Right to Acquire
What is Right to Acquire?
Right to Acquire allows most housing association tenants to buy their home at a discount.
You can apply to buy your housing association home if you’ve had a public sector landlord for 3 years. These landlords include:
- housing associations
- the armed services
- NHS trusts and foundation trusts
What is the difference between the Right to Buy and the Right to Acquire?
The Right to Acquire scheme is very similar to the Right to Buy scheme. The only difference is it applies to housing association tenants as opposed to council tenants.
If you are a council tenant you may be able to use the Right to Buy Scheme.
Your property must either have been:
- built or bought by a housing association after 31 March 1997 (and funded through a social housing grant provided by the Housing Corporation or local council)
- transferred from a local council to a housing association after 31 March 1997
Your landlord must be registered with the Regulator of Social Housing.
The home you want to buy must also be:
- a self-contained property
- your only or main home
You can get a discount of between £9,000 and £16,000 on the price of your property.
The amount of discount you’ll get depends on where you live in the UK.
Help with Right to Acquire scheme mortgages
Many people struggle to get their foot on the property ladder, but if you are currently renting your home from a Housing Association then you may be able to take advantage of the Help to Acquire scheme to help you on the path to home ownership.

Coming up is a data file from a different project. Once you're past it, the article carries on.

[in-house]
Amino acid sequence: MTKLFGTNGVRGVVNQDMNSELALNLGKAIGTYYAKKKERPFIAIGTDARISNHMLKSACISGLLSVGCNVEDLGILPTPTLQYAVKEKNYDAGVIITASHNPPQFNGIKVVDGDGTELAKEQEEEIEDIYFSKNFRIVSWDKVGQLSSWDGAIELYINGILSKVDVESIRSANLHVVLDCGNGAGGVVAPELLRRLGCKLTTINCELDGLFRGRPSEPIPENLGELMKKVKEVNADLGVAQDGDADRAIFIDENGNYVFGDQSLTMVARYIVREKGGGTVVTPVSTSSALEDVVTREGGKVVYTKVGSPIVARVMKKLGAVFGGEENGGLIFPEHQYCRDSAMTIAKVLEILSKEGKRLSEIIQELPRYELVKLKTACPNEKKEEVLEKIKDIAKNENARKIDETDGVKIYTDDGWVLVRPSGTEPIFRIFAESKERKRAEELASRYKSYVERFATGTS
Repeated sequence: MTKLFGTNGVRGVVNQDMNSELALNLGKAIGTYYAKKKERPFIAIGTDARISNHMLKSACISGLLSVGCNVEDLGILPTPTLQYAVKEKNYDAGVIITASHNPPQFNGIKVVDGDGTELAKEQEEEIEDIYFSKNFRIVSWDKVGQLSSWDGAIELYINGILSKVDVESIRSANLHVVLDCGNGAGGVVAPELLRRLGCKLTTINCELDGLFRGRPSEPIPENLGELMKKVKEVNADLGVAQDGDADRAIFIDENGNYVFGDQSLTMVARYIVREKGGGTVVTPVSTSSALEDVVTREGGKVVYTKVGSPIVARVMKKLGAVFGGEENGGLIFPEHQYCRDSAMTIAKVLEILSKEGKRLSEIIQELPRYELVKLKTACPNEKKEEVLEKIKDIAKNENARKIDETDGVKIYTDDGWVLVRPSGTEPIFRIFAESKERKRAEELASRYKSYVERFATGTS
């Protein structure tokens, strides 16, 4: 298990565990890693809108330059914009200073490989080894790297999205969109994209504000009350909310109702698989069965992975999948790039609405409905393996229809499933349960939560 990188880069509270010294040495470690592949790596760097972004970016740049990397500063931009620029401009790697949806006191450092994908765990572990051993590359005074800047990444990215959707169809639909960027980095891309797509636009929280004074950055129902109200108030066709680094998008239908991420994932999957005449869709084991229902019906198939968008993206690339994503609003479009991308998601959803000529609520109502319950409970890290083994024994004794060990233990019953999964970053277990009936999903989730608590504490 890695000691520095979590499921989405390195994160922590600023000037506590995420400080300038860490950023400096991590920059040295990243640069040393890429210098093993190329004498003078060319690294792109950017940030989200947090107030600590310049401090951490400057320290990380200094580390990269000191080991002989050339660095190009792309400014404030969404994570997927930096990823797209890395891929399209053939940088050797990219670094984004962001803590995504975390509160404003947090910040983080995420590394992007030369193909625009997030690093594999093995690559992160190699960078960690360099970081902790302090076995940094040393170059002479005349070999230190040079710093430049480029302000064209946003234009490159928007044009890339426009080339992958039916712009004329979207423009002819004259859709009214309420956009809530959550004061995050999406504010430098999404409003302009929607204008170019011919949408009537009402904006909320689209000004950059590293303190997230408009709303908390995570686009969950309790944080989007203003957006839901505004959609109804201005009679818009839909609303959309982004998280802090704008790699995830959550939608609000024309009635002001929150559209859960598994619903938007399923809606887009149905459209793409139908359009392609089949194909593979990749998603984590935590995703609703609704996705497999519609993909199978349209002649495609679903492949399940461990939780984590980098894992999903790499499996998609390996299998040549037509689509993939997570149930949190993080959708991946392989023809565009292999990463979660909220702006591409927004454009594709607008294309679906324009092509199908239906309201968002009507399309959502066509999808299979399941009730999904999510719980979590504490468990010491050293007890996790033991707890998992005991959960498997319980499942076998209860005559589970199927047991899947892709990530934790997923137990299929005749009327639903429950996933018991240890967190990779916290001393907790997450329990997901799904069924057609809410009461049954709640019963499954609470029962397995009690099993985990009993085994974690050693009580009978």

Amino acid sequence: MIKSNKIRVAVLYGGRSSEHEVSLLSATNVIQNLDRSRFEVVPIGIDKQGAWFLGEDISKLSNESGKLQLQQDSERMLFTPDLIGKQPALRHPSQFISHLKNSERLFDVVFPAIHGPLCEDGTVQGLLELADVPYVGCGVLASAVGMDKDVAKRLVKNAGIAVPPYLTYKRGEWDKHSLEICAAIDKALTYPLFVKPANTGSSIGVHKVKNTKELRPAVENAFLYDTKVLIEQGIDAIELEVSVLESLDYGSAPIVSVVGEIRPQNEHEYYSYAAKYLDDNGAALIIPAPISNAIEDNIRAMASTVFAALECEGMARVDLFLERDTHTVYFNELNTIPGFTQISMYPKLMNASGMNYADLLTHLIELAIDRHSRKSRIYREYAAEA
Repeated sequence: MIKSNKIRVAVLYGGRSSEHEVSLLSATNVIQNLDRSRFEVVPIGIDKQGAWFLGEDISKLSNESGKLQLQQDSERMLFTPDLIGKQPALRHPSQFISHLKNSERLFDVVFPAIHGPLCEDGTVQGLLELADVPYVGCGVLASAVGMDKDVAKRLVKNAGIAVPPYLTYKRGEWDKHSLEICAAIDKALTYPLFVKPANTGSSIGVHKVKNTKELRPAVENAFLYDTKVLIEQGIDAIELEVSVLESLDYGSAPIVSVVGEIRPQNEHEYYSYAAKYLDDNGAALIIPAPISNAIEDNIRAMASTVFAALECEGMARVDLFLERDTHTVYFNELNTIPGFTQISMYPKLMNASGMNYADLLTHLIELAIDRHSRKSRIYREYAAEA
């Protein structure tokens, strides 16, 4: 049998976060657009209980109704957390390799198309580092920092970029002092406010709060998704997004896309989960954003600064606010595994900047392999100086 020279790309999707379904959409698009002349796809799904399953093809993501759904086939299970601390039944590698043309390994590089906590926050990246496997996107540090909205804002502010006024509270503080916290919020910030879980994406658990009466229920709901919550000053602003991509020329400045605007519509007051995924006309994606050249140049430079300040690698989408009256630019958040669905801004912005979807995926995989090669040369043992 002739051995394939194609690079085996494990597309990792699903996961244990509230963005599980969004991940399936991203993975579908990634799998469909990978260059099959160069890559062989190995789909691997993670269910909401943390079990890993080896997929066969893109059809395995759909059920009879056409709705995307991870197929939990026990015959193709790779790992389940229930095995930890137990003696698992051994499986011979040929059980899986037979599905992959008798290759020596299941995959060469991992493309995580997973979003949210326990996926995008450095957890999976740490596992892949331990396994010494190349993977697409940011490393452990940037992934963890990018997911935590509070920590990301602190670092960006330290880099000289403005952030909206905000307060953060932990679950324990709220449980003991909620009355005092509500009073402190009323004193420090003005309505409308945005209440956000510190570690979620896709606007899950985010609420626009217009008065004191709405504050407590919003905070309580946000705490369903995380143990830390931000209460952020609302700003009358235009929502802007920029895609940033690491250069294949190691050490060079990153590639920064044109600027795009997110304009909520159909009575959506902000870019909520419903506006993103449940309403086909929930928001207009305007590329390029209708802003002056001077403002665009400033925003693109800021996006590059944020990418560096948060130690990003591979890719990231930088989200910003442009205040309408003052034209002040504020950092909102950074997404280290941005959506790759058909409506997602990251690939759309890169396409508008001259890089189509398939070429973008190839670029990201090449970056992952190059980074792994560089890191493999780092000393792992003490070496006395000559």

At KMJ Mortgages, we have in-depth knowledge of the mortgage market, great relationships with a large network of lenders and access to deals that you will not find advertised on the high street.
Our team of advisers are specialists in every type of mortgage, including Right to Acquire, and will be well-placed to show you which lenders and mortgage products will be the right ones to meet your needs.
If you’d like help with a Right to Acquire mortgage today, please call us on 07572 432233, or use our online contact form.
Your home may be repossessed if you do not keep up repayments on your mortgage.
There may be a fee for mortgage advice. The actual amount you pay will depend upon your circumstances. The fee is up to 1%, but a typical fee is 0.3% of the amount borrowed.